You can see the sun starting to break through regarding our year-long slog with the coronavirus. Citizens everywhere scan the news, delighted that case numbers and deaths remain in decline. Provinces are relaxing restrictions. Businesses are making plans for how to build back their customer bases. And governments are already speaking about getting back to some sense of normality. It all sounds sensible, but such an outlook denies realities both at home and abroad.
Domestically, there are going to be massive bills to be paid to address the significant government outlays that kept our country relatively stable. Normally, following traditional recessions or economic downturns, economic productivity returns at certain levels, but what to do when a significant percentage of Canadian businesses have drained their savings in surviving the pandemic, where thousands of workers won’t have a job to return to, and where customers have grown quite comfortable with their online options. There will be no convenient end to Covid-19, leaving hospitality and service sectors endeavouring to overcome the overriding health concerns that will plague us for some time yet.
For the top eight largest economies, the McKinsey Global Institute forecasts that 100 million workers will have to find new employment as the pandemic ends. It also reports that the restaurant, hotel and retail sectors might never recover.
This is serious stuff, and as the world gets distracted by the virus rates, little attention has been given, by politicians or media, to the wall we are about to face as cases decline. That avoidance will cost us as we seek to rebuild this year. You can see it everywhere. Food banks are reporting increased numbers. Lack of affordable or public housing in our cities likely means that our homeless populations will be larger than before the pandemic began. Our unemployment numbers are significant. Both public and private savings have been decimated.
While Canada has every right to commend itself and its leaders for staving off the disaster that hit other regions, we appear woefully underequipped to prepare for what comes next. The vulnerable are now more vulnerable. The poor are now more insecure. Businesses are less solvent.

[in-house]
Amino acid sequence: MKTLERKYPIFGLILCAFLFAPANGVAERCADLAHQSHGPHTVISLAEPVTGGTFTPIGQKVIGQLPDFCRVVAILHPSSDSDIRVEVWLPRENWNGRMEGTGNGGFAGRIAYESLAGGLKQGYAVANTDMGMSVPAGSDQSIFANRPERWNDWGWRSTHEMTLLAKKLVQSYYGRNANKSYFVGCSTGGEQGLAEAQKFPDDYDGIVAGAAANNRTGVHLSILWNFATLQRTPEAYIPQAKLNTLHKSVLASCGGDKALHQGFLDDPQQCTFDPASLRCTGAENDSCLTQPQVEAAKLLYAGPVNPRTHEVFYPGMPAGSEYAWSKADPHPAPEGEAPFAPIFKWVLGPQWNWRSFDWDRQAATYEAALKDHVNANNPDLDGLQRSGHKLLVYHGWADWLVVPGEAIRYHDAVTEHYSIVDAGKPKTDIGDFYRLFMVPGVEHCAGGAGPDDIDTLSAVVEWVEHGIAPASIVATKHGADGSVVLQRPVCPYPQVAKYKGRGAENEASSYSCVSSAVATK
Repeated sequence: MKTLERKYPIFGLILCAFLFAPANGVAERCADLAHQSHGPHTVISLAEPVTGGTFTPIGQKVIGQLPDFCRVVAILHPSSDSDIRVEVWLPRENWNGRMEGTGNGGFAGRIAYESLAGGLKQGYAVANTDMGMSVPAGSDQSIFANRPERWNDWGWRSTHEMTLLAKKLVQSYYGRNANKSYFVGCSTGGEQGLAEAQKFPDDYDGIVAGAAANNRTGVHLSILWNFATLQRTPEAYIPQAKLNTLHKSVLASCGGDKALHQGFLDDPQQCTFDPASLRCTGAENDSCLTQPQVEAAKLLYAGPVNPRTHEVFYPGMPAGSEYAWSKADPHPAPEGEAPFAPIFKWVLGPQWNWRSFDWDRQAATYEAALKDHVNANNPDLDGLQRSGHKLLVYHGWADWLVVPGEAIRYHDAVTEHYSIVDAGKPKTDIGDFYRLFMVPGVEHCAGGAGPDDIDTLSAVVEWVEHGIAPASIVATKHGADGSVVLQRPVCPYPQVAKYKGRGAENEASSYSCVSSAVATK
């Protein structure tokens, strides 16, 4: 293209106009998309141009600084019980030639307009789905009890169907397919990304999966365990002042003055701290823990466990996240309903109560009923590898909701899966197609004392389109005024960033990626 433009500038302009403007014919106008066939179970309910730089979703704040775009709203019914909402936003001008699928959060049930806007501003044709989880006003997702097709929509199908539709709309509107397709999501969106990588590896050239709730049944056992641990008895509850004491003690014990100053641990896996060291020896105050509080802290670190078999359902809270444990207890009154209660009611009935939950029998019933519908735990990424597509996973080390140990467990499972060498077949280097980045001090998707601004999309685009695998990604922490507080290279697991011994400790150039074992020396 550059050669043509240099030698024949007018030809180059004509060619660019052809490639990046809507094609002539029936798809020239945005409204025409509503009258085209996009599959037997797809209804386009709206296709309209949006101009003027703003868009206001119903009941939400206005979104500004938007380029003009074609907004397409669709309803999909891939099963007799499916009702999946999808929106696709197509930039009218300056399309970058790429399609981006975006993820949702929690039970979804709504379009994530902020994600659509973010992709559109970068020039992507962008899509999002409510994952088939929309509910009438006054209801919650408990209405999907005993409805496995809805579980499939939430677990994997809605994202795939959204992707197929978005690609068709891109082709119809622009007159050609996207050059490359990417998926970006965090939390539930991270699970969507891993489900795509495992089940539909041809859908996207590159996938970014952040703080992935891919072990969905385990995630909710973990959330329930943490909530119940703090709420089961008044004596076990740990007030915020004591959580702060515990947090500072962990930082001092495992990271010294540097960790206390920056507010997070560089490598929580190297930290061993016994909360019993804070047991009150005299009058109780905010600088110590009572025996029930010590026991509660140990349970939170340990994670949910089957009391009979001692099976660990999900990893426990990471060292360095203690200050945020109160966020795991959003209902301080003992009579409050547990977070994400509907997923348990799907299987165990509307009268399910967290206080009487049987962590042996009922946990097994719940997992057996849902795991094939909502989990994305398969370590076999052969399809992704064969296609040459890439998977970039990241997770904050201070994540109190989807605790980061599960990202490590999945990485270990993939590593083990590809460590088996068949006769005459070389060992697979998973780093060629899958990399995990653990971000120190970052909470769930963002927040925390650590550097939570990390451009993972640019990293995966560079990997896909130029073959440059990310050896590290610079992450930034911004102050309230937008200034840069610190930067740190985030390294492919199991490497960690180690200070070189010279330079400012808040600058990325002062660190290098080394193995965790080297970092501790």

That’s part of the reason why a group of NGOs, anti-poverty groups, some businesses, and UN agencies wrote a letter to the G-7 leaders last week, challenging the prosperous nations to build “a new global agreement to better predict, prepare and protect the vulnerable people around the world from the big risks we face.”
Even the global response is so lopsided and steered away from the poor to the richer nations. This time last week, UN Secretary General Antonio Guterres was informing the Security Council that, in 130 countries, not a single dose of the vaccine has been made available. There are 195 countries in the world. That means that almost 70 percent of the global community of nations hardly registers with the other 30 percent. These are parts of the world where companies build and ship products for the global market. How is that going to work when it comes to global trading? We aren’t thinking correctly and, thus, we are unprepared.
It has now been projected that the United States will have 453 million spare doses after it vaccinates 100 percent of its population. Canada is following a similar pattern. We are doing what the rich nations have always done from the days of empire – gathering up most of the benefits for themselves. In a globally connected world, however, where products are coming from everywhere, it means that the world’s economy will struggle for years through the inequities we are permitting to expand.
Our future is in the process of being reshaped. Sadly, we aren’t the ones doing the shaping – events are, and that presents a frightening scenario to a weakened world laid low by an invisible virus. “Planning is bringing the future into the present,” Mike Vance wrote sagely. If we don’t undertake that hard work now, then the future will happen to us, and we won’t like it.